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On this he received Theoklymenos’ spear and laid it down on the deck of the ship. He went on board and sat in the stern, bidding Theoklymenos sit beside him; then the men let go the hawsers. Telemakhos told them to catch hold of the ropes, and they made all haste to do so. They set the mast in its socket in the cross plank, raised it and made it fast with the forestays, and they hoisted their white sails with sheets of twisted ox hide. Athena sent them a fair wind that blew fresh and strong to take the ship on her course as fast as possible. Thus then they passed by Krounoi and Khalkis.

Presently the sun set and darkness was over all the land. The vessel made a quick passage to Pherai and thence on to Elis, where the Epeans rule. Telemakhos then headed her for the flying islands, wondering within himself whether he should escape death or should be taken prisoner.

Meanwhile Odysseus and the swineherd were eating their supper in the hut, and the men supped with them. As soon as they had had to eat and drink, Odysseus began trying to prove the swineherd and see whether he would continue to treat him kindly, and ask him to stay on at the station or pack him off to the city; so he said:

"Eumaios, and all of you, tomorrow I want to go away and begin begging about the town, so as to be no more trouble to you or to your men. Give me your advice therefore, and let me have a good guide to go with me and show me the way. I will go the round of the city begging as I needs must, to see if any one will give me a drink and a piece of bread. I should like also to go to the house of Odysseus and bring news of her husband to queen Penelope. I could then go about among the suitors and see if out of all their abundance they will give me a dinner. I should soon make them an excellent servant in all sorts of ways. Listen and believe when I tell you that by the blessing of Hermes who gives grace [kharis] and good name to the works of all men, there is no one living who would make a more handy servant than I should - to put fresh wood on the fire, chop fuel, carve, cook, pour out wine, and do all those services that poor men have to do for their betters."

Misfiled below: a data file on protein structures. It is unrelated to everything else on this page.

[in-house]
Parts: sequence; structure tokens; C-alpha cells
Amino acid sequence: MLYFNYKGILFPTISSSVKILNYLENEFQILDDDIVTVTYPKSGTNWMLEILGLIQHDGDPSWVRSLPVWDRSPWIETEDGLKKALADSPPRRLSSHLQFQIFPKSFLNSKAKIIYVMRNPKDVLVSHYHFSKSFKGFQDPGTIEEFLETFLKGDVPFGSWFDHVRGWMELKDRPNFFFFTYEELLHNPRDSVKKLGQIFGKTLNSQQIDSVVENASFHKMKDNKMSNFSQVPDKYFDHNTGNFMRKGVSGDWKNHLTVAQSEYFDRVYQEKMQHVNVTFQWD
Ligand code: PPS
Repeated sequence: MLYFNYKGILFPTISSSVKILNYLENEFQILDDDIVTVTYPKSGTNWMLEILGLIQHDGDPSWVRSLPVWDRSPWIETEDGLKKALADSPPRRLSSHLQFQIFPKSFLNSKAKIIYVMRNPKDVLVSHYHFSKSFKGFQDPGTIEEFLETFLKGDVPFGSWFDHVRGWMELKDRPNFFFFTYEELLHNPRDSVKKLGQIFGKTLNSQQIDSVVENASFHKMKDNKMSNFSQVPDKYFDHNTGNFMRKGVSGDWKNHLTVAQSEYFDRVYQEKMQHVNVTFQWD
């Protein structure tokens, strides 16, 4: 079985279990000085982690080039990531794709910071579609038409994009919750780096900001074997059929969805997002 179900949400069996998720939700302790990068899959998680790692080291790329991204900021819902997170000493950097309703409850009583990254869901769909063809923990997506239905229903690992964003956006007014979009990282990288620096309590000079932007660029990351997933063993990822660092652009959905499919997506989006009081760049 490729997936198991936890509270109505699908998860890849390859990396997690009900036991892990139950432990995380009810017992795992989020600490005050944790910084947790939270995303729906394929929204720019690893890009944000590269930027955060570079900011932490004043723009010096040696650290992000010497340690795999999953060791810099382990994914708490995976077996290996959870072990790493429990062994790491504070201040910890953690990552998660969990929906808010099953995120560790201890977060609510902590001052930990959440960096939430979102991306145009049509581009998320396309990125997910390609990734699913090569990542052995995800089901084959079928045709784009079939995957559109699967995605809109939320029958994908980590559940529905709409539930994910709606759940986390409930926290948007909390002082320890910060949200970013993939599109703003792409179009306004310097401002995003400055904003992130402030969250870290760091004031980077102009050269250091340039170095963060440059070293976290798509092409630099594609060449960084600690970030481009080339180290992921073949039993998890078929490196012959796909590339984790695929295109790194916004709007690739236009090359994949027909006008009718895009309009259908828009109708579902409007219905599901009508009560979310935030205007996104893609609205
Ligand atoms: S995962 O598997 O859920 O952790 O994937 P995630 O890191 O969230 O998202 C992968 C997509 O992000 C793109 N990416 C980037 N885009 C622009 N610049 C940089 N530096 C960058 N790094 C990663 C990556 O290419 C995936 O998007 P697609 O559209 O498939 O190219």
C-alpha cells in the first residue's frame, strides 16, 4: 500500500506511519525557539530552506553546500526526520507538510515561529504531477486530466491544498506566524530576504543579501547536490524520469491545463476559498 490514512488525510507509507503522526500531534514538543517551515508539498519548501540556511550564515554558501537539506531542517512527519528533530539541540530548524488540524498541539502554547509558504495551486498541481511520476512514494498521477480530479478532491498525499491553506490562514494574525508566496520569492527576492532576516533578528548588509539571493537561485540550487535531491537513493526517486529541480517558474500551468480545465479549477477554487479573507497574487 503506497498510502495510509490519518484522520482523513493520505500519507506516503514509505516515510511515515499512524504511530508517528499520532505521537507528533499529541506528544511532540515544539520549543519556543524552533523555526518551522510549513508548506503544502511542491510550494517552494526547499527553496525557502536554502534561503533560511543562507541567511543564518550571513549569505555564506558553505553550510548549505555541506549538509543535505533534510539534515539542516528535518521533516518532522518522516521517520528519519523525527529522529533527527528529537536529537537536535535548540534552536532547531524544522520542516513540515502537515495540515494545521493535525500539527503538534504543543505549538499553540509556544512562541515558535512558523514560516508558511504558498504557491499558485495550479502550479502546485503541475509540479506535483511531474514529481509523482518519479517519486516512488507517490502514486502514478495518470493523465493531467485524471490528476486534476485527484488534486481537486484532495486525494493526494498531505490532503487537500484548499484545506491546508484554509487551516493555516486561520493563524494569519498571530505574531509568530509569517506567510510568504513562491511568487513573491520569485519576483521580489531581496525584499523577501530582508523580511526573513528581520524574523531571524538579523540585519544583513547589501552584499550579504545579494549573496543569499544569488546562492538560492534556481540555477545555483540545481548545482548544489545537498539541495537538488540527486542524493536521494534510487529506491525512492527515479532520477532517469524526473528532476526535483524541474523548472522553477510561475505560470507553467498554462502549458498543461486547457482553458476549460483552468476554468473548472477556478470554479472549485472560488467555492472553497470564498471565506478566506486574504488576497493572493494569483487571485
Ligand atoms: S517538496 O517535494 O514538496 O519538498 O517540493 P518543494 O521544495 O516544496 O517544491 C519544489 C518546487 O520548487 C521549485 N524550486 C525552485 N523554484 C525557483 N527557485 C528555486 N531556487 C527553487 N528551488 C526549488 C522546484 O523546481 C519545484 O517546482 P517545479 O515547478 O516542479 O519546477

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Pherai (Greece) (1)
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    • Walter Leaf, Commentary on the Iliad (1900), 10.1
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